Market Sector Update
- International and U.S. equity markets were higher but volatile during the quarter. In July, markets experienced gains stemming from optimism regarding a global recovery. In August, markets were down due to potential Federal Reserve (Fed) tapering and emerging market foreign exchange weakness. And in September, markets rebounded on global recovery and anticipated less Fed tapering this fall.
- Global markets climbed the wall of worry (of what can go wrong) with the European market having the best performance in local currency. The dollar weakened approximately 4% versus the majority of major international currencies, which aided foreign stock performance converted back to U.S. dollars. Major equity market contributors included low interest rates and growing confidence that U.S. economic growth is resilient even with the impacts from the tax and government fiscal cuts.
- In our opinion, the European Central Bank’s position of backing euro countries and banks is key in stabilizing the markets and is the glue keeping the European Union markets relatively stable. The optimistic belief that Europe was on the path to recovery resulted in strong performance for the European market over the quarter.
- The Fund posted strong absolute performance for the period but underperformed relative to the benchmark. Poor stock selection was the primary detriment to performance as select industrials, consumer discretionary and financials holdings posted relatively large losses. In addition, the Fund’s cash allocation of approximately 7% hindered performance in a rising market.
- From a country allocation standpoint, the Fund’s overweight position in Germany (which we added to this quarter) aided relative performance; however, underweight allocations and stock selection in France and Spain – countries with strong performance – was a net drag on performance for the period.
- As the quarter progressed, we became more confident of European economic stabilization, continued steady-but-slow growth in the U.S., and solid growth in China (a major importer from Europe). As a result, we increased our overweight position to consumer discretionary at the expense of consumer staples.
- The Fund remains overweight information technology, industrials and consumer discretionary, while underweight financials, energy, utilities, consumer staples, telecommunications, health care and materials. We believe our overweight positions provide solid growth prospects, while our underweight allocations tend to have high relative valuations or slowing earnings momentum.
- We think global growth will improve over the next 12 months to a range of 2.5 to 3.0% with the U.S., Europe and emerging markets rebounding relative to 2013. We expect Europe to grow faster in 2014 as austerity measures become less of a drag on gross domestic product (GDP). We believe the U.K. is positioned to grow faster than the Eurozone as housing incentives and a better banking market offset its government’s austerity measures designed to reign in its structural deficit.
- We continue to follow policies stemming from the U.K. and the rest of Europe, including both stimulation and austerity measures from foreign governments and the European Central Bank. Furthermore, we believe China’s multi-year rebalancing to a more consumer-based economy as well as its anticorruption efforts needs to be monitored. In our view, these changes will have lasting impacts throughout the global marketplace in shaping GDP growth, commodity prices and multinational profits.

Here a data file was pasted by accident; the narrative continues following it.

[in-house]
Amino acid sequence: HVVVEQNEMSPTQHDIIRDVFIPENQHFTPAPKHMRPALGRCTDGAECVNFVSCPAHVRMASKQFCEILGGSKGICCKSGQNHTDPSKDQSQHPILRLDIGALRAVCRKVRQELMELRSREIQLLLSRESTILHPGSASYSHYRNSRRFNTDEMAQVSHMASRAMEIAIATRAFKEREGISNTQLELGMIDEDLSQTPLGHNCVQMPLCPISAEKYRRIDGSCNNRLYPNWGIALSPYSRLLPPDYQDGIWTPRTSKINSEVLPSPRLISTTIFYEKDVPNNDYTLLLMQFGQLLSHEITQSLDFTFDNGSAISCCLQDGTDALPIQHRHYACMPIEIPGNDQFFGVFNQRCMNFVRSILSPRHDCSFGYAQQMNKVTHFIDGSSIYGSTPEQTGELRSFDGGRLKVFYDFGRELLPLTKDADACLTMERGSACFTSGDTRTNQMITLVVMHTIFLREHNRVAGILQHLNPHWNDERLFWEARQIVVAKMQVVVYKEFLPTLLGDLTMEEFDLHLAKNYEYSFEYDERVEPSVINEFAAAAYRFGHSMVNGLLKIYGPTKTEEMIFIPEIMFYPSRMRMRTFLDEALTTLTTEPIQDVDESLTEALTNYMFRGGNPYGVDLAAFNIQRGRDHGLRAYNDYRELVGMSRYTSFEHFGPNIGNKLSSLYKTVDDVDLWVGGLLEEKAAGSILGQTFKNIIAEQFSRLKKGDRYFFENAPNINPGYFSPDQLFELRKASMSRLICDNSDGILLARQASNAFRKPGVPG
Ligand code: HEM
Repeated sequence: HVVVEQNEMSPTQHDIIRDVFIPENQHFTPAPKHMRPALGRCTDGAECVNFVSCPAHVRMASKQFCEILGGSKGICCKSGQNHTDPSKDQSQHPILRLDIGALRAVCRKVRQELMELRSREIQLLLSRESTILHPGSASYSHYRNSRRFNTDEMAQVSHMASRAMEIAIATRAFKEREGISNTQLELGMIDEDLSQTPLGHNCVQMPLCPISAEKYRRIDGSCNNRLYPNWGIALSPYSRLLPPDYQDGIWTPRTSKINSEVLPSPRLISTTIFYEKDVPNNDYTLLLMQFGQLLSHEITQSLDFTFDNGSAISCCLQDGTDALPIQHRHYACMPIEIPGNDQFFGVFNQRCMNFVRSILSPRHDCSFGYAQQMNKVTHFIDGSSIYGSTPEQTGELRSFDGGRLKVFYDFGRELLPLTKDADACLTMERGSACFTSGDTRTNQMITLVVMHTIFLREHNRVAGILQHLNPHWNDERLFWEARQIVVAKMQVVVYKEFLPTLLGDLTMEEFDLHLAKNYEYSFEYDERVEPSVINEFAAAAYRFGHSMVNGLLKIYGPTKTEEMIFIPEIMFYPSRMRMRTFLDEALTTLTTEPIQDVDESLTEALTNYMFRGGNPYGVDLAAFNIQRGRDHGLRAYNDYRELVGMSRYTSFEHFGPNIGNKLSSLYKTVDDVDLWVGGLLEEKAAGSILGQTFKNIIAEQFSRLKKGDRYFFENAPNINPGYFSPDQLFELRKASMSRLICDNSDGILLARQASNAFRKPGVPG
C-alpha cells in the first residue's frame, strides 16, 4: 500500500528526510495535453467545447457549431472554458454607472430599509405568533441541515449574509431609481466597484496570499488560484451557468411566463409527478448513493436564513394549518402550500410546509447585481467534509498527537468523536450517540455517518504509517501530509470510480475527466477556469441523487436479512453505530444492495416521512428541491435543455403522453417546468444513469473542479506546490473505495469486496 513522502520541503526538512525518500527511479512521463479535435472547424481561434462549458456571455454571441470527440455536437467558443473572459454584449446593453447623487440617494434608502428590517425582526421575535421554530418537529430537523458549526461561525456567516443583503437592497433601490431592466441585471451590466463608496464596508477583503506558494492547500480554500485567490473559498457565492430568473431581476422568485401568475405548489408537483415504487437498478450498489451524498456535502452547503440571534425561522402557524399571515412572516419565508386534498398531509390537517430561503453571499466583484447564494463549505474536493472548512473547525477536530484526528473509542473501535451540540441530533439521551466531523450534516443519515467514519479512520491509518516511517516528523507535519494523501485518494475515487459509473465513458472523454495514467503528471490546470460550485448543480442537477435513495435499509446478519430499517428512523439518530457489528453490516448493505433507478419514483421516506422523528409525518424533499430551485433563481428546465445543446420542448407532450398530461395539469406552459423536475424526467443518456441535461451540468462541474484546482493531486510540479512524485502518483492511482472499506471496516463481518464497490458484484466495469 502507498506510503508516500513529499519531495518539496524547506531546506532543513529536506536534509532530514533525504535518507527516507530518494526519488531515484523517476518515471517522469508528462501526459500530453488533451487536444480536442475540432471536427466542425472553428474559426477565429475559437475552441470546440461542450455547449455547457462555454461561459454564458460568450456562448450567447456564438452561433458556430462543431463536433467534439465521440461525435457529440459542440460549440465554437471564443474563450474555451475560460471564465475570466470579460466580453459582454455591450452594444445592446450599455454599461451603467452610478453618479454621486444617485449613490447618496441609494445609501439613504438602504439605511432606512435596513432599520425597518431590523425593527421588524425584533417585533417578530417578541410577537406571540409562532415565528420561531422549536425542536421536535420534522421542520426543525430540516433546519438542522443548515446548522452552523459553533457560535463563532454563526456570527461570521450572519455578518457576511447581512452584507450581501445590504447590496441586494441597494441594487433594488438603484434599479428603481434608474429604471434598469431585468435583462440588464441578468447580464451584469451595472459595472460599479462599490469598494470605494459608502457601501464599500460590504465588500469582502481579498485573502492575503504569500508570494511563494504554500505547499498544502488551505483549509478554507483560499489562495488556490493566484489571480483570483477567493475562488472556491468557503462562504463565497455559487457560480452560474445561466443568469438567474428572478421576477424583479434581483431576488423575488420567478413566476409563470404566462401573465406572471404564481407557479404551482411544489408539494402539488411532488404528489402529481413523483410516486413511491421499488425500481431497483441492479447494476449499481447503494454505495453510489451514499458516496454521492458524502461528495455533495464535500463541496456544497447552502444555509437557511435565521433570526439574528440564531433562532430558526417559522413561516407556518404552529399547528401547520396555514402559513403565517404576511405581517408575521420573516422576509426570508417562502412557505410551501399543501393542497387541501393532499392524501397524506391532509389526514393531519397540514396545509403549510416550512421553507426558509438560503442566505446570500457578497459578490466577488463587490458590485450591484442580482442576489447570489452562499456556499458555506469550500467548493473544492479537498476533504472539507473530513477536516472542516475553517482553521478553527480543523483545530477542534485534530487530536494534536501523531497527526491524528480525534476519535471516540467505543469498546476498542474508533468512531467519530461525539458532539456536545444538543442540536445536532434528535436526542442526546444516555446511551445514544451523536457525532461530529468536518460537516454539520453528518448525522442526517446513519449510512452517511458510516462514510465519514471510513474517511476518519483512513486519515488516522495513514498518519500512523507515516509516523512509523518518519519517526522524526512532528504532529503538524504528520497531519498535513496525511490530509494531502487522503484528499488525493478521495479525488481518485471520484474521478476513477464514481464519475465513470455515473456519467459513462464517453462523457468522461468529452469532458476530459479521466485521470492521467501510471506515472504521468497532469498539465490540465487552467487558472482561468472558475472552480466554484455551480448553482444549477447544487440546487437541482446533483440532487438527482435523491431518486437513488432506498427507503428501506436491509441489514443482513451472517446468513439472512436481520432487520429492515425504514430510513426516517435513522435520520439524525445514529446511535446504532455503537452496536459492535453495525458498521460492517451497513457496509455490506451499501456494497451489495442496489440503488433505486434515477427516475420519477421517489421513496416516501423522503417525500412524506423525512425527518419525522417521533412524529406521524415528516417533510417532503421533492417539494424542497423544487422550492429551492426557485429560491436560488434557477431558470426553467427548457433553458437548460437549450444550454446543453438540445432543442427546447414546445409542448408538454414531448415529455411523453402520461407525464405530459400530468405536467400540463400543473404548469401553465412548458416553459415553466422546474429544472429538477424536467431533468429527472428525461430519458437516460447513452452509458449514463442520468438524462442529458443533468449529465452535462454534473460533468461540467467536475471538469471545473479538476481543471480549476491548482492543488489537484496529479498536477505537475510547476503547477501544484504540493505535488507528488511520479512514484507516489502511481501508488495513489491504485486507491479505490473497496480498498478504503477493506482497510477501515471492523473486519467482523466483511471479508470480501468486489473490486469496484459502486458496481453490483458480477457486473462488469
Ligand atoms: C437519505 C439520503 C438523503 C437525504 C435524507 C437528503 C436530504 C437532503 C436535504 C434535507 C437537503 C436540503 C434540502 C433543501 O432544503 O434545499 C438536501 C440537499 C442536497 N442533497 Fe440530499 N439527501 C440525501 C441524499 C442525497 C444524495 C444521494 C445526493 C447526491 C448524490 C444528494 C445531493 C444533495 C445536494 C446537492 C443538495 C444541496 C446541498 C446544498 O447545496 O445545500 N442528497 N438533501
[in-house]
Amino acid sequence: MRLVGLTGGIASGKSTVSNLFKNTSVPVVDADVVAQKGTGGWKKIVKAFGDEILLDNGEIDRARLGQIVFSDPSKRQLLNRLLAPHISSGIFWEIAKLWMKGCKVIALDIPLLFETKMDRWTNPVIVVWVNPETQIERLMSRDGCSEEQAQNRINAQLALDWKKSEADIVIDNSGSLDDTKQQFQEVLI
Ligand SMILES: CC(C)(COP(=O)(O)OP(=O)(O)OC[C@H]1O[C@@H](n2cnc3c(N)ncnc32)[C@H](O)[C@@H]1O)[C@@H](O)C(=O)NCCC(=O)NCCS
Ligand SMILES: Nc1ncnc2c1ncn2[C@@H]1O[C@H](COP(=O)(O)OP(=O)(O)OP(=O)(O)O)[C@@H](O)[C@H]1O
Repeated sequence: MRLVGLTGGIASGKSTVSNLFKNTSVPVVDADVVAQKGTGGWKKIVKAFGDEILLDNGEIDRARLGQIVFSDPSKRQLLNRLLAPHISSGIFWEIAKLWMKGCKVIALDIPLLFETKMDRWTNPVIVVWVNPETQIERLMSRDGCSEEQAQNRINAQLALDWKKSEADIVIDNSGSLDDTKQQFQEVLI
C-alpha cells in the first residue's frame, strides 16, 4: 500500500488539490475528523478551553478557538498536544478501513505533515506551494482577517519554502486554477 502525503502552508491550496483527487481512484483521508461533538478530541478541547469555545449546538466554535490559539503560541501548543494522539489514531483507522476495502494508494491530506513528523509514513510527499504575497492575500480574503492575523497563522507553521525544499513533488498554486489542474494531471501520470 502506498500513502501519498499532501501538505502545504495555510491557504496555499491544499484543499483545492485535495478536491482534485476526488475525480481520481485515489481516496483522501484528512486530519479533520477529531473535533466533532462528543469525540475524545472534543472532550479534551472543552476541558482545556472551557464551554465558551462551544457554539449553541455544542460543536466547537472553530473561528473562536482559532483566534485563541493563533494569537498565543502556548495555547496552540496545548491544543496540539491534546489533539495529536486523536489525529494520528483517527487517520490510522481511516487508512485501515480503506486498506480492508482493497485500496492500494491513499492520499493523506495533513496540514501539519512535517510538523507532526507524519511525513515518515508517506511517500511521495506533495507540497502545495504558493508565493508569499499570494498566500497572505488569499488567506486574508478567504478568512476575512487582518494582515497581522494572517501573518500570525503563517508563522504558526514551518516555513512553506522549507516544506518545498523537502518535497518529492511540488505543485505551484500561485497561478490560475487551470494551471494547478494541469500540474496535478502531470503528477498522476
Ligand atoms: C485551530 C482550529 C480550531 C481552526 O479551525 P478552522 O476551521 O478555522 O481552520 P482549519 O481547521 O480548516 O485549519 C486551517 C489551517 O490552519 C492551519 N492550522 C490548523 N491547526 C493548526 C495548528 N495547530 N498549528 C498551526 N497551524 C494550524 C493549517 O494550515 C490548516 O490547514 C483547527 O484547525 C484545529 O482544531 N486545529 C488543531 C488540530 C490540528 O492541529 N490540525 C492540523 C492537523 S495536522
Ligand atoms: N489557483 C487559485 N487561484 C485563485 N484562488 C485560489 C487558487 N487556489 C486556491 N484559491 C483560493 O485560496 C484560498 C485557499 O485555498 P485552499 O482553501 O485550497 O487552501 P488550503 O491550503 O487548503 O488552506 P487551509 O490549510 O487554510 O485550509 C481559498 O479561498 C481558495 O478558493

- In our view, the strongest long-term GDP growth will occur in emerging markets and the U.S. due to better demographics and a better business climate. In an effort to capture this, we will mostly invest in European multinationals with strong exposure to the U.S. and/or emerging markets.
Robert Nightingale of Ivy Investment Management Company was named portfolio manager of the Fund on Oct. 1, 2013. From June 30, 2009, through Oct. 1, 2013, the Fund was managed by Thomas A. Mengel.
The opinions expressed in this commentary are those of the Fund’s manager and are current through Sept. 30, 2013. The manager's views are subject to change at any time based on market and other conditions, and no forecasts can be guaranteed. Past performance is no guarantee of future results.
Risk Factors. As with any mutual fund, the value of the Fund’s shares will change, and you could lose money on your investment. An investment in the Fund is not a bank deposit and is not insured or guaranteed by the Federal Deposit Insurance Corporation or any other government agency. International investing involves additional risks including currency f uctuations, political l or economic conditions affecting the foreign country, and differences in accounting standards and foreign regulations. Not all funds or fund classes may be offered at all broker/dealers. These and other risks are more fully described in the Fund’s prospectus.
Investors should consider the investment objectives, risks, charges and expenses of a fund carefully before investing. For a prospectus, or if available a summary prospectus, containing this and other information for the Ivy Funds, call your financial advisor or visit us online at www.ivyfunds.com. Please read the prospectus or summary prospectus carefully before investing.